Until our next story,


Saturday, July 21, 2012

Art in the Jail

Yesterday was a unique work day.  Instead of my normal schedule, I went to a place called The Detention Center.

I had signed up along with 6 other interns to help out with an art day event that the Restorative Justice folks had been planning at the jail (not state prison...more of a holding center for people awaiting trial).  Usually, the art classes that Restorative Justice (a branch within the Mural Arts Program) holds, are either at the state prison, the juvenile detention center, or the work-release facility.  The Detention Center though, needed some art too.  The classes are usually a series of 10-weeks and are actual instruction in general art.  The event I was helping out at, was planned to be more of a free-for-all style, art making, creative day for the inmates. There would be no formal instruction, just tables set out with projects and materials to work on, and us there for encouragement.  We all were asked to come up with ideas for projects the men could do, and my first thought was of a project I love doing with my students as a supplement to whatever wall mural we're working on - a cut-paper mural!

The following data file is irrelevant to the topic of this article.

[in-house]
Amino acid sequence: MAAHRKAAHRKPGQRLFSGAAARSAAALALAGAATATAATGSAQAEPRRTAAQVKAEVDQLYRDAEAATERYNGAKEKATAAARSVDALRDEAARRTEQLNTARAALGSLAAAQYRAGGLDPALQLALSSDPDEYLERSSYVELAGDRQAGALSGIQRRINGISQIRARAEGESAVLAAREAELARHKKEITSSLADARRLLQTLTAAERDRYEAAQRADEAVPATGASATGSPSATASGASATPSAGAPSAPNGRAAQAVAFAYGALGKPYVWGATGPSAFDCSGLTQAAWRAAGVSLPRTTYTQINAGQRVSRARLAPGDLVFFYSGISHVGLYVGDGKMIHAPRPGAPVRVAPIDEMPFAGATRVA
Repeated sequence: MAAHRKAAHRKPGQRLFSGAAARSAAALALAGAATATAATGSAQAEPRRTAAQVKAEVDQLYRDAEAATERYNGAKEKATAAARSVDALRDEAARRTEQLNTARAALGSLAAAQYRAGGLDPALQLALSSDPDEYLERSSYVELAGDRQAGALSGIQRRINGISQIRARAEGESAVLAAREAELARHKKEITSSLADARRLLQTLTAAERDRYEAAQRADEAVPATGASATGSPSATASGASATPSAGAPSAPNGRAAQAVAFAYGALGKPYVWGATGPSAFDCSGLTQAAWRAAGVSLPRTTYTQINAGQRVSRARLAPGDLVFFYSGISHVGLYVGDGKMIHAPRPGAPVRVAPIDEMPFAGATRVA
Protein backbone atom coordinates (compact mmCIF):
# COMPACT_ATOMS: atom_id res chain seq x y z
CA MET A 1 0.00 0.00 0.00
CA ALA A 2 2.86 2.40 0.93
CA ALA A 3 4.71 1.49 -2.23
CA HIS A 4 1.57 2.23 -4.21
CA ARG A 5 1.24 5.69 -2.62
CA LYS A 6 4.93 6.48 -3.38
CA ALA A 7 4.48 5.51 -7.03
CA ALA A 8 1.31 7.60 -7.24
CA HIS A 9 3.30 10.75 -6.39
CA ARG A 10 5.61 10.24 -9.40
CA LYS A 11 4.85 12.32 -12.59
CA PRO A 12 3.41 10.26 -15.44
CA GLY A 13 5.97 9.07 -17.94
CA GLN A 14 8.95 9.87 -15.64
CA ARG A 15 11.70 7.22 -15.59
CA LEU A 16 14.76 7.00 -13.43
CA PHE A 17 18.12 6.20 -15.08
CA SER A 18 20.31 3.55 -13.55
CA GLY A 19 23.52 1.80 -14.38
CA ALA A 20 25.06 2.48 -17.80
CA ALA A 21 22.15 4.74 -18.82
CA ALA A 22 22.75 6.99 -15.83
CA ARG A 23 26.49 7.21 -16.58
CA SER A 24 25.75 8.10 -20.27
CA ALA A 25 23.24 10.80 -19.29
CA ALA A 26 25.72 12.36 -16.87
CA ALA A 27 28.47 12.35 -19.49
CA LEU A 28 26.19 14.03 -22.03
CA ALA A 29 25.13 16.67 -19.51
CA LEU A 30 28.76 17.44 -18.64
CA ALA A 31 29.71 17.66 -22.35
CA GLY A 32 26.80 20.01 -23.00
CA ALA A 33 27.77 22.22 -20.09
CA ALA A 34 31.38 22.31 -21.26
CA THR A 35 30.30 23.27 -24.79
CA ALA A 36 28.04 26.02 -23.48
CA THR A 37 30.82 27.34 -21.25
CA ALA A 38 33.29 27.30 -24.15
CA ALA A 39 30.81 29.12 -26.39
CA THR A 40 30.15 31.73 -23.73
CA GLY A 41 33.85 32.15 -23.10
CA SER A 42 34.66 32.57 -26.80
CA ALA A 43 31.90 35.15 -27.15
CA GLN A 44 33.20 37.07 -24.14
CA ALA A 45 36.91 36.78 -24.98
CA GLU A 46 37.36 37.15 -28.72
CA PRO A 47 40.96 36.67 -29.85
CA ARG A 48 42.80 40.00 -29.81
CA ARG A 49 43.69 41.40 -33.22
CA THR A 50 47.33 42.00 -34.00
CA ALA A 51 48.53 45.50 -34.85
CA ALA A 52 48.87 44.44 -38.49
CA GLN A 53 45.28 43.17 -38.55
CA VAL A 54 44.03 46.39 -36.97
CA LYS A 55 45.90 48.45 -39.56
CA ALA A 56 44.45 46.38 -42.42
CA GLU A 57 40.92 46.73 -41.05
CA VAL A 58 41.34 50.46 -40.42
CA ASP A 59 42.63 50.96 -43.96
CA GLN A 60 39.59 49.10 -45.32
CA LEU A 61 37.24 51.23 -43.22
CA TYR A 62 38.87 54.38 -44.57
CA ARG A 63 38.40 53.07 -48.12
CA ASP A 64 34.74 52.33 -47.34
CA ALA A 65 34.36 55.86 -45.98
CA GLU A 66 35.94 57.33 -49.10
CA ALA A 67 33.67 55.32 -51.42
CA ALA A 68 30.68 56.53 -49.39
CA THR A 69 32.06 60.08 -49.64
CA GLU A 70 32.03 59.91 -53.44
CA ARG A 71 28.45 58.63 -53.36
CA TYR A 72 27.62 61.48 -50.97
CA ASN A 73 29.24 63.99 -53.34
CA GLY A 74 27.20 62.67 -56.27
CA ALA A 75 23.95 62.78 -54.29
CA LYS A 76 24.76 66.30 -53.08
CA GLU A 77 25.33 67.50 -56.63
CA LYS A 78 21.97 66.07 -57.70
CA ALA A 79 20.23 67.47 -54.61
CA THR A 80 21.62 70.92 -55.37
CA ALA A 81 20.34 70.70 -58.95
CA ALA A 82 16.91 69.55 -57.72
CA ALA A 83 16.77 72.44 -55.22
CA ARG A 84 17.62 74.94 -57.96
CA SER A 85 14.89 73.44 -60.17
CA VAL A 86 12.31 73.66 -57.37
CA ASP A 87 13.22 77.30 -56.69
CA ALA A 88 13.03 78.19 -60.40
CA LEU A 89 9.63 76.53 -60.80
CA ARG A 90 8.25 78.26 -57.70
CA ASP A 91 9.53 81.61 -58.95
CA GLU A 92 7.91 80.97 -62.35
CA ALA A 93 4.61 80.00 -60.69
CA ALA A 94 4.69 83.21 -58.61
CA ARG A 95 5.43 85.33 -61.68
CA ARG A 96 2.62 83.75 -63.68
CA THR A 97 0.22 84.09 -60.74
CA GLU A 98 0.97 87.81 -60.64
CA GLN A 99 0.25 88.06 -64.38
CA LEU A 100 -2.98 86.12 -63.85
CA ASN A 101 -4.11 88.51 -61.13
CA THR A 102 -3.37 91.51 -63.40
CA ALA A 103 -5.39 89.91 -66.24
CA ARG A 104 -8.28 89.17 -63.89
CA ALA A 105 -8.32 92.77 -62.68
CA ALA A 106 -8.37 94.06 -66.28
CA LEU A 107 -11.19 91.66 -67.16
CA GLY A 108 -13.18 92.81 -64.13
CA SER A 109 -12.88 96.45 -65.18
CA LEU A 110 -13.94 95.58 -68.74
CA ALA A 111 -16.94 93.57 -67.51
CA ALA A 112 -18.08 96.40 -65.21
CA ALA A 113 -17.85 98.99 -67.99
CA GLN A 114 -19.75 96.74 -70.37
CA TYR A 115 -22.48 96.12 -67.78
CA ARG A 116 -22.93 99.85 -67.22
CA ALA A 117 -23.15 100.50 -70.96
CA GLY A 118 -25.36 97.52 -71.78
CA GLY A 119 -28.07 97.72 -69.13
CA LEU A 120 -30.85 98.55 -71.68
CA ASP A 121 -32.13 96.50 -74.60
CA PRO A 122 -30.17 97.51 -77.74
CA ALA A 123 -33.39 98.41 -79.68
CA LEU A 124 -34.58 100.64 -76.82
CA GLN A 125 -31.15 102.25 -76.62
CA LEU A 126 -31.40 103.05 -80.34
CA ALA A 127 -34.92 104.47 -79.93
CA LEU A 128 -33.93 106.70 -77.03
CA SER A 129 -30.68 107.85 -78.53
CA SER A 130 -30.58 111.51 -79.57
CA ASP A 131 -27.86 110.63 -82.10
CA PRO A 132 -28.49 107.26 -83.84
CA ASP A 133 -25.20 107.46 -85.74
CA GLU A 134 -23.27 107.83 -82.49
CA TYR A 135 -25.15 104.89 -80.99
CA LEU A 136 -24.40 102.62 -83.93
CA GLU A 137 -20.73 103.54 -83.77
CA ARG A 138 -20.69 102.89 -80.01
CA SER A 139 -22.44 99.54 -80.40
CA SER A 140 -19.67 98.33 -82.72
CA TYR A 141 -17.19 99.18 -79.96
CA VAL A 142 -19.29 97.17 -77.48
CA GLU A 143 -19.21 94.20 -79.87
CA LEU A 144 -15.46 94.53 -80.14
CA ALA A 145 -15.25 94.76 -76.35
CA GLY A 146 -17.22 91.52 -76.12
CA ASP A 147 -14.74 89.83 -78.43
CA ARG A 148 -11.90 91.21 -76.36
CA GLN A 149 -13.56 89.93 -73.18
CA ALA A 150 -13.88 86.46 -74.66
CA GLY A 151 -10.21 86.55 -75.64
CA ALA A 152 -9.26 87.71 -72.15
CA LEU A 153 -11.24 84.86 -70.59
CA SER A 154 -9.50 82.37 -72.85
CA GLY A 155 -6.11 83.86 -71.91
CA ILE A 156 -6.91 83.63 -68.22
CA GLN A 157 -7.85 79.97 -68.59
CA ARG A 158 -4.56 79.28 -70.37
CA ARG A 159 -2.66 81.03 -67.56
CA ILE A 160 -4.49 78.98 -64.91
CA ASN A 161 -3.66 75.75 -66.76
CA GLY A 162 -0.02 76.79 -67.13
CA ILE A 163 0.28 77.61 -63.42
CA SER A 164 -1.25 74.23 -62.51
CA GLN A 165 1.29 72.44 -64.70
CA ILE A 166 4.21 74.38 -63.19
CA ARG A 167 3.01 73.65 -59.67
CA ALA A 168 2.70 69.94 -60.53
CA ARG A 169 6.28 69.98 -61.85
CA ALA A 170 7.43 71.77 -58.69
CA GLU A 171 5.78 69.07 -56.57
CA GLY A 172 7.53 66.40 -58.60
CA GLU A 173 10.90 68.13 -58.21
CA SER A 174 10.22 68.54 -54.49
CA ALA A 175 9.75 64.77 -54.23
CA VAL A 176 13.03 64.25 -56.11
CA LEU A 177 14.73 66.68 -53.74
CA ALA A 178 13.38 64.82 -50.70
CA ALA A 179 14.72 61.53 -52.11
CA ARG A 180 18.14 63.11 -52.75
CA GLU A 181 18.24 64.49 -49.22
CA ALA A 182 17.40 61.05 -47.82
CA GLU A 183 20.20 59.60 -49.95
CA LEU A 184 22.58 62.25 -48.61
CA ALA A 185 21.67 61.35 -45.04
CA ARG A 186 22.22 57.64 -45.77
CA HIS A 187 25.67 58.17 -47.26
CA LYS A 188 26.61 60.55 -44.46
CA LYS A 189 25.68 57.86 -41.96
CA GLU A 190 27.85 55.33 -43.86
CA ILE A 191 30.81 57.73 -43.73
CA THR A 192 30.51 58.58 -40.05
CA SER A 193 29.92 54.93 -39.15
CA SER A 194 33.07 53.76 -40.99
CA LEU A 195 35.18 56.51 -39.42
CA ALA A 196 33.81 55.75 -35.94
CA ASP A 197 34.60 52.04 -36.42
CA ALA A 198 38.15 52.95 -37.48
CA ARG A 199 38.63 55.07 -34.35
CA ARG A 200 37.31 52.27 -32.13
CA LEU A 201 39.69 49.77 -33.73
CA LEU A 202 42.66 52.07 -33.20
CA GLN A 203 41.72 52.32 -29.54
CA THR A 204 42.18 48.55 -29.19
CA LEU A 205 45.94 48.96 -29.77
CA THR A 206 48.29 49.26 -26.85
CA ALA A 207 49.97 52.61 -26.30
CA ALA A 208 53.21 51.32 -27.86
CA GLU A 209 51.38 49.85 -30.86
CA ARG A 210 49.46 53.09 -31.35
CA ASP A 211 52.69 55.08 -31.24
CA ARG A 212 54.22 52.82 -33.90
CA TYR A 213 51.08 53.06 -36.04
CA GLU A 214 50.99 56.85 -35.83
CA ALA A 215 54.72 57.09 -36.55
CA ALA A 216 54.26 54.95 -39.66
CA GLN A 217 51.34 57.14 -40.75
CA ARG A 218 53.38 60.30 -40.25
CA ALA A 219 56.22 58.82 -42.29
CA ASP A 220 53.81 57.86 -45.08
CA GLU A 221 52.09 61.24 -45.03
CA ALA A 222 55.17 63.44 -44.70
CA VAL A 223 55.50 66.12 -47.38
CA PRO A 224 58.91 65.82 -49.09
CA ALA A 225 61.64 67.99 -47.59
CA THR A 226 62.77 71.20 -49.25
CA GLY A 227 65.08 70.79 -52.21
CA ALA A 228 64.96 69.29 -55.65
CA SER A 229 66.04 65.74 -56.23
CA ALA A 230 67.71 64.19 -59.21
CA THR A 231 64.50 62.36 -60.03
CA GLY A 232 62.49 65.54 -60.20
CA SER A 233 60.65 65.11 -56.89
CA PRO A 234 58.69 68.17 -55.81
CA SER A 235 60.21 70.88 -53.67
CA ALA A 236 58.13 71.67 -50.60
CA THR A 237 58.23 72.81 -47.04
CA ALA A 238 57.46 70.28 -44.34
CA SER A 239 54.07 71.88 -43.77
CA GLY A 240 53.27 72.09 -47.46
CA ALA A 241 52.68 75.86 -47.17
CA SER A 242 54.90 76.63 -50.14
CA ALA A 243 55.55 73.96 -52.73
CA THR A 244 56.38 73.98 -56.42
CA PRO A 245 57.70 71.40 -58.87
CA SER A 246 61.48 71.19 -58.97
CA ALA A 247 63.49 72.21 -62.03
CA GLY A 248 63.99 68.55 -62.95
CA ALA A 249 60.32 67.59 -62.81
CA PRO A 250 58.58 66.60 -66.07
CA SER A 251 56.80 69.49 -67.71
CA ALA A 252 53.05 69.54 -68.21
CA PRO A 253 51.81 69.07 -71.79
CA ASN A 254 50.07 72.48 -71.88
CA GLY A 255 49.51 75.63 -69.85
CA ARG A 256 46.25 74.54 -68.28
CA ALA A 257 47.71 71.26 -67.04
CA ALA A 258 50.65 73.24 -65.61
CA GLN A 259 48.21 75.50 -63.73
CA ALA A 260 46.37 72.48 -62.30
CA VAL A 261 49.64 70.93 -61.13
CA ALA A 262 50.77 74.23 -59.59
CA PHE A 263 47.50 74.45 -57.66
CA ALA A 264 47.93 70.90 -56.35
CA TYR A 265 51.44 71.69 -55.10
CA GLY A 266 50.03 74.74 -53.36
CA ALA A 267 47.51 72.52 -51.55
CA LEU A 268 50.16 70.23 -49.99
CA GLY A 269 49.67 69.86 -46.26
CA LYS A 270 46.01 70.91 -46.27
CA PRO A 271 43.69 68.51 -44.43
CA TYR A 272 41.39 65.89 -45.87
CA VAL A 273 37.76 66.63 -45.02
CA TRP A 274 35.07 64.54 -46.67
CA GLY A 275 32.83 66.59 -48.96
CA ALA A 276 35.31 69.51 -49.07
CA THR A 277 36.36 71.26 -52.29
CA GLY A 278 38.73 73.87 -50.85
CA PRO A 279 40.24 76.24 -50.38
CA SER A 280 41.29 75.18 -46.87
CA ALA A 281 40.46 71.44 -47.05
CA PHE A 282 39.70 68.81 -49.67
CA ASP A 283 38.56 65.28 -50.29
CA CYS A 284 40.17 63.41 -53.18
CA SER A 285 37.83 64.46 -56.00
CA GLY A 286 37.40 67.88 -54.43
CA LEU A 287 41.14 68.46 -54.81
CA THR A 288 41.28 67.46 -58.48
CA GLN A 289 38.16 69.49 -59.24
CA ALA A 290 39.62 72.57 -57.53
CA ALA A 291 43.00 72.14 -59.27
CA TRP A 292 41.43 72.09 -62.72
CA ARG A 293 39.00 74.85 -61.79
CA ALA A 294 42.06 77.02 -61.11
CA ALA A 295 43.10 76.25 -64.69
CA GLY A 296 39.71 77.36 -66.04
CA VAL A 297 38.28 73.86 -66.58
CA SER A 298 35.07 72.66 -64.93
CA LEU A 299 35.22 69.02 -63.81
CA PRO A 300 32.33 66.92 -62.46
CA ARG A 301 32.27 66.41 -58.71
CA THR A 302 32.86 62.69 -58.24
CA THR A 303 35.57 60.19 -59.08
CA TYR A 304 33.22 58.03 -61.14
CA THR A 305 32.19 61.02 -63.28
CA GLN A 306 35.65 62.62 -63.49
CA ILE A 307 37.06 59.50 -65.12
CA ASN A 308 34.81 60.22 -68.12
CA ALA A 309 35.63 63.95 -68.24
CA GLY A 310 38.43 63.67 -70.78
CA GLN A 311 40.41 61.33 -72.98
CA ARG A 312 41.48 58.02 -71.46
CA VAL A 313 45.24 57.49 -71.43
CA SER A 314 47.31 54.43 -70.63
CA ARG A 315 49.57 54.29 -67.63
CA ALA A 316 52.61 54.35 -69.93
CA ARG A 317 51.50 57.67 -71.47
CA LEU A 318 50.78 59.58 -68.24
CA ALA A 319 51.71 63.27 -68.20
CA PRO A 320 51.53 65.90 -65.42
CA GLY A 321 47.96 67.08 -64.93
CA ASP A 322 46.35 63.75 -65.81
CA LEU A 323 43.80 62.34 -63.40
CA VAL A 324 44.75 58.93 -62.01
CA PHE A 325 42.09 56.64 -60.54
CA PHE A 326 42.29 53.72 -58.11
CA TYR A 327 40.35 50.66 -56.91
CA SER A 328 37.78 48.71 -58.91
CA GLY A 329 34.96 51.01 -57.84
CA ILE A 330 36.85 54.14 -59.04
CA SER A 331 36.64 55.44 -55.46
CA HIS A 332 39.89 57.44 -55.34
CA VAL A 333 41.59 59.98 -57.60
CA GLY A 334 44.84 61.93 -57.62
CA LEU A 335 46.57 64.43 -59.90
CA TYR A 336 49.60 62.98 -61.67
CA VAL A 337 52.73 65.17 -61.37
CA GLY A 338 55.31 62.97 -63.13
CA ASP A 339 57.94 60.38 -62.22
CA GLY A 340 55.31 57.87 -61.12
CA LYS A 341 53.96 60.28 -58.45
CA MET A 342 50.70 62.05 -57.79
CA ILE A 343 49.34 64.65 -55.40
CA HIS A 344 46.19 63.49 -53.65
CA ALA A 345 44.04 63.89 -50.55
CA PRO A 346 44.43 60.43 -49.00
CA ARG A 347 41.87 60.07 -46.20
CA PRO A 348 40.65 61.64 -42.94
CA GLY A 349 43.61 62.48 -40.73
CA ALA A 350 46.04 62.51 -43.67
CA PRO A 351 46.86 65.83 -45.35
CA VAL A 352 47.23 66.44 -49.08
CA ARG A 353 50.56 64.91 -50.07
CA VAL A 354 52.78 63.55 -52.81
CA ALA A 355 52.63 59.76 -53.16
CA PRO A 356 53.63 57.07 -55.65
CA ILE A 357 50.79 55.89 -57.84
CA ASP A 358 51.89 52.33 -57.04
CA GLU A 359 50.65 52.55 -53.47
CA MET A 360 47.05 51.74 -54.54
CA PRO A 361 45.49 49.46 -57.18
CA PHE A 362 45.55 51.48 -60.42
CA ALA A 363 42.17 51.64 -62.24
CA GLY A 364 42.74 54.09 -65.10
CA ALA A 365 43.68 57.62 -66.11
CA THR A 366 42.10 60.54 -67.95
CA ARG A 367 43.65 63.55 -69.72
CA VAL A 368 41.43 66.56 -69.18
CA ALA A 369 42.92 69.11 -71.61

These were some cut paper murals that I've done with kids in the past.  All you need is a big sheet of butcher paper (I like blue - doubles as a sky and/or water), some construction paper, glue and scissors.  I use this sometimes to occupy whatever kids aren't painting on the actual mural at the time.  Kids love it, it teaches collaboration and team-working skills, and teachers love to display them.  So at my table, I was going to have the inmates make one of these, of Philly.